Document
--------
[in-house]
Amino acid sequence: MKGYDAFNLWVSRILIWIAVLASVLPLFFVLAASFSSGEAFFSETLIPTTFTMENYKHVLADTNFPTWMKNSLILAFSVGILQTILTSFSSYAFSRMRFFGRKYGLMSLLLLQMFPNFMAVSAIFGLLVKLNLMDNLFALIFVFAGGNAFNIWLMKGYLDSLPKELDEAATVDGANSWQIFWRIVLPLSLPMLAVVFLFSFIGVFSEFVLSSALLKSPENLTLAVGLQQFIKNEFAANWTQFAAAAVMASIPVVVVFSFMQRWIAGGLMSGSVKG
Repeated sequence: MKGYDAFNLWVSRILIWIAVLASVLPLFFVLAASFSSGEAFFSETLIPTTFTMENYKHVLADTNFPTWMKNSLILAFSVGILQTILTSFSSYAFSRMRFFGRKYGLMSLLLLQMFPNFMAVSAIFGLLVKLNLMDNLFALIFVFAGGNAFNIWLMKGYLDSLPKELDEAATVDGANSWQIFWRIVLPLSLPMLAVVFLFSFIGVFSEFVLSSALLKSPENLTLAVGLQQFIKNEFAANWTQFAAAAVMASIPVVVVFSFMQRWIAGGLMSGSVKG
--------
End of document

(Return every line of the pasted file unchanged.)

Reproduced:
[in-house]
Amino acid sequence: MKGYDAFNLWVSRILIWIAVLASVLPLFFVLAASFSSGEAFFSETLIPTTFTMENYKHVLADTNFPTWMKNSLILAFSVGILQTILTSFSSYAFSRMRFFGRKYGLMSLLLLQMFPNFMAVSAIFGLLVKLNLMDNLFALIFVFAGGNAFNIWLMKGYLDSLPKELDEAATVDGANSWQIFWRIVLPLSLPMLAVVFLFSFIGVFSEFVLSSALLKSPENLTLAVGLQQFIKNEFAANWTQFAAAAVMASIPVVVVFSFMQRWIAGGLMSGSVKG
Repeated sequence: MKGYDAFNLWVSRILIWIAVLASVLPLFFVLAASFSSGEAFFSETLIPTTFTMENYKHVLADTNFPTWMKNSLILAFSVGILQTILTSFSSYAFSRMRFFGRKYGLMSLLLLQMFPNFMAVSAIFGLLVKLNLMDNLFALIFVFAGGNAFNIWLMKGYLDSLPKELDEAATVDGANSWQIFWRIVLPLSLPMLAVVFLFSFIGVFSEFVLSSALLKSPENLTLAVGLQQFIKNEFAANWTQFAAAAVMASIPVVVVFSFMQRWIAGGLMSGSVKG